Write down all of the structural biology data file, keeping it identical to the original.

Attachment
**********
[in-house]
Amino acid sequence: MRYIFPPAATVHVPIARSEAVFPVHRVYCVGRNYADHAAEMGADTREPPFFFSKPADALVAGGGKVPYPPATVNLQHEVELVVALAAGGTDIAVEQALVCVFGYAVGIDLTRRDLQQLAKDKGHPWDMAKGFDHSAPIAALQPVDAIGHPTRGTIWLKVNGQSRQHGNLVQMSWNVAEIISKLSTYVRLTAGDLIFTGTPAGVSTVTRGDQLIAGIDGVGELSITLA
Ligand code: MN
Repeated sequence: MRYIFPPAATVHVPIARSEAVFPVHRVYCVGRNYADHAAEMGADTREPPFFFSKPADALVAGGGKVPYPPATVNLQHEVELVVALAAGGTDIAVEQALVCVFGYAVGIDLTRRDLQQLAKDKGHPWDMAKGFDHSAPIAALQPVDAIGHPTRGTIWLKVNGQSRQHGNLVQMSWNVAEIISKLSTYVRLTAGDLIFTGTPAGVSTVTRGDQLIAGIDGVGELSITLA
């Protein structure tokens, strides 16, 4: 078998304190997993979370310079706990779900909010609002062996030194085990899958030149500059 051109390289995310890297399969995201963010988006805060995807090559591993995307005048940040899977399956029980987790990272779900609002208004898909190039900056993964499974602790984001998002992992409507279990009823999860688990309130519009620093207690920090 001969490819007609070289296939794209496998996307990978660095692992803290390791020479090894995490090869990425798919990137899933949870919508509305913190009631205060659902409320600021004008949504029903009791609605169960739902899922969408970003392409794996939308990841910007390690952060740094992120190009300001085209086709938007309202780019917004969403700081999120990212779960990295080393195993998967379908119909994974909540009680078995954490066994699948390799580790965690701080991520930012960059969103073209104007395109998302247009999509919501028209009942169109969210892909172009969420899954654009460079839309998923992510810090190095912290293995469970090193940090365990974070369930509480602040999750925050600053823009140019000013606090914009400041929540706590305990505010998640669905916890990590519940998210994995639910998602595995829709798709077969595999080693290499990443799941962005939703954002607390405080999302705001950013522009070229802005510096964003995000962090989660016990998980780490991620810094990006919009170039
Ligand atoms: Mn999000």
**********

[in-house]
Amino acid sequence: MRYIFPPAATVHVPIARSEAVFPVHRVYCVGRNYADHAAEMGADTREPPFFFSKPADALVAGGGKVPYPPATVNLQHEVELVVALAAGGTDIAVEQALVCVFGYAVGIDLTRRDLQQLAKDKGHPWDMAKGFDHSAPIAALQPVDAIGHPTRGTIWLKVNGQSRQHGNLVQMSWNVAEIISKLSTYVRLTAGDLIFTGTPAGVSTVTRGDQLIAGIDGVGELSITLA
Ligand code: MN
Repeated sequence: MRYIFPPAATVHVPIARSEAVFPVHRVYCVGRNYADHAAEMGADTREPPFFFSKPADALVAGGGKVPYPPATVNLQHEVELVVALAAGGTDIAVEQALVCVFGYAVGIDLTRRDLQQLAKDKGHPWDMAKGFDHSAPIAALQPVDAIGHPTRGTIWLKVNGQSRQHGNLVQMSWNVAEIISKLSTYVRLTAGDLIFTGTPAGVSTVTRGDQLIAGIDGVGELSITLA
């Protein structure tokens, strides 16, 4: 078998304190997993979370310079706990779900909010609002062996030194085990899958030149500059 051109390289995310890297399969995201963010988006805060995807090559591993995307005048940040899977399956029980987790990272779900609002208004898909190039900056993964499974602790984001998002992992409507279990009823999860688990309130519009620093207690920090 001969490819007609070289296939794209496998996307990978660095692992803290390791020479090894995490090869990425798919990137899933949870919508509305913190009631205060659902409320600021004008949504029903009791609605169960739902899922969408970003392409794996939308990841910007390690952060740094992120190009300001085209086709938007309202780019917004969403700081999120990212779960990295080393195993998967379908119909994974909540009680078995954490066994699948390799580790965690701080991520930012960059969103073209104007395109998302247009999509919501028209009942169109969210892909172009969420899954654009460079839309998923992510810090190095912290293995469970090193940090365990974070369930509480602040999750925050600053823009140019000013606090914009400041929540706590305990505010998640669905916890990590519940998210994995639910998602595995829709798709077969595999080693290499990443799941962005939703954002607390405080999302705001950013522009070229802005510096964003995000962090989660016990998980780490991620810094990006919009170039
Ligand atoms: Mn999000």